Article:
Articles Posted in Sex Offenses

The Guardian reports, Detective criticised for ‘getting too close’ in alleged rape case, 9 May 2016.

A senior judge has criticised a police detective and the Crown Prosecution Service for their handling of an accusation of gang rape after the case against four young men collapsed just as their trial was due to begin.

Judge Jamie Tabor QC said DC Ben Lewis of Gloucestershire police had got too close to the complainant and did not understand his job properly.

The Army legal websites are back en clair, having been unavailable to the public for about five to six weeks.  Of course, they came back up just as the AFCCA and CAAF were going dark.  Anyway.

United States v. Commisso, No. 20140205 (A. Ct. Crim. App. 29 April 2016),

has an interesting discussion and resolution of “inappropriate relationships” under ¶4-14.b., AR 600-20.

· Police can tell when a suspect is lying
· People confess only when they have actually committed the crime they are being charged with
· Most judges and jurors fully understand court instructions
· Eye-witnesses are always the most reliable source of case-related information
· Most mentally ill individuals are violent
· All psychopaths are criminals
· We need to be ‘tough on crime’ by giving convicted felons harsher punishments
· The death sentence is an effective way to deter criminal activity
· Excitement improves memory

What do you think the right answer is to the above statements.  Have a go before you — read on for the point. Continue reading →

DoD has published the Department of Defense Annual Report on Sexual Assault in the Military for 2015.

Of the 6,083 initial complaints filed last year, about 1,500 were “restricted,” meaning the victim was a service member who reported the assault but refused to participate in any criminal investigation and only sought healthcare and victims’ support services.

(We don’t know how many of these would be substantiated by an MCIO, and then proceed further into the process.  Because there is no investigation it is unreasonable to include these cases in statistics about prosecution and conviction rates.)

The interesting case of West v. Rieth, et. al. has come across the transom and it’s worth the read.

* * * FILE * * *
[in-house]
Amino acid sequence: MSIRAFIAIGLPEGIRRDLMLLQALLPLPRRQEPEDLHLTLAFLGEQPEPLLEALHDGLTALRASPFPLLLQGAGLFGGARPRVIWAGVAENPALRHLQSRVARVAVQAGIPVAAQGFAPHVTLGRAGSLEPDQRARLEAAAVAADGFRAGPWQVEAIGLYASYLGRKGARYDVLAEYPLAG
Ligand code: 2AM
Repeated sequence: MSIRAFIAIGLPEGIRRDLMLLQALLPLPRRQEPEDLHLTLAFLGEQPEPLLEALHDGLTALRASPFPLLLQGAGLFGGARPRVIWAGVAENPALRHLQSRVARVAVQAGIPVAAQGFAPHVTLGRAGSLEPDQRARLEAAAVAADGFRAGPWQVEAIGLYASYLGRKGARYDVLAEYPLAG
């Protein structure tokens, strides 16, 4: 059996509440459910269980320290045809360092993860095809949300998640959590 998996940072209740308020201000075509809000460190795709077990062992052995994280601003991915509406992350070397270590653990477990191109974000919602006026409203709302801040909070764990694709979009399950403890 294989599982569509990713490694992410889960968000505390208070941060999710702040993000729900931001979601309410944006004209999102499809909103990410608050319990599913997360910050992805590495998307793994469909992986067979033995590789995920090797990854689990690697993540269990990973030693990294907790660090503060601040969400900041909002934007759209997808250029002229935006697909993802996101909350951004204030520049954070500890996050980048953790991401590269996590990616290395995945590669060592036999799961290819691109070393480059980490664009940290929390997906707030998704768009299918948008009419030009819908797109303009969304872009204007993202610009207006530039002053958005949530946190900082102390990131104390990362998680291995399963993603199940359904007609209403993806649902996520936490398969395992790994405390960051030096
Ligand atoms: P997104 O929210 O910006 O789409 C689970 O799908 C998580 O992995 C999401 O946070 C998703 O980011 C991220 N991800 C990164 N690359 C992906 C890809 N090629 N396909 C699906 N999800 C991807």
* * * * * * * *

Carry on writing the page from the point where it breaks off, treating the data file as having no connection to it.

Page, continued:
West alleges that the Federal Defendants, who with one exception were also U.S. Marine Corps service members at all relevant times, conspired to lodge false complaints and accusations of sexual harassment and sexual assault against him. According to the complaint, such false allegations were personally motivated by a desire to remove West and another individual from their supervisory positions and to obtain favorable transfers.[3]Investigations ensued, and West was court-martialed with respect to the allegations lodged by Rieth, Parrott, and Allen. The allegation that West raped defendant Johnson was not part of the court-martial because an investigator found that such allegation was not credible.[4]

At the court-martial in November 2014, defendants Rieth, Parrott, and Allen testified under oath against West, which testimony West alleges was false.

I have used the title of a new paper by Prof. Richard Leo.

Of the 1,705 post-conviction DNA and non-DNA exonerations that have occurred from 1989 to the end of 2015, approximately 13 percent of these wrongful convictions were due to false confessions, and virtually all of these occurred in either homicide or rape cases. This chapter discusses why false confessions occur and discusses the ways that law enforcement training can be modified to avoid false confessions. False confessions primarily occur due to a lack of proper training, poor investigative practices, and the use of scientifically invalidated and/or high risk interrogation techniques and strategies. To safeguard against false confessions, the author argues that investigators should receive training on the following topics: 1) the existence, variety, causes and psychology of false confessions; 2) the indicia of reliable and unreliable statements and how to distinguish between them; 3) the need to obtain corroborating evidence to verify suspects’ confessions; and 4) avoidance of inadvertent contamination of interrogations by disclosure of non-public case facts to suspects.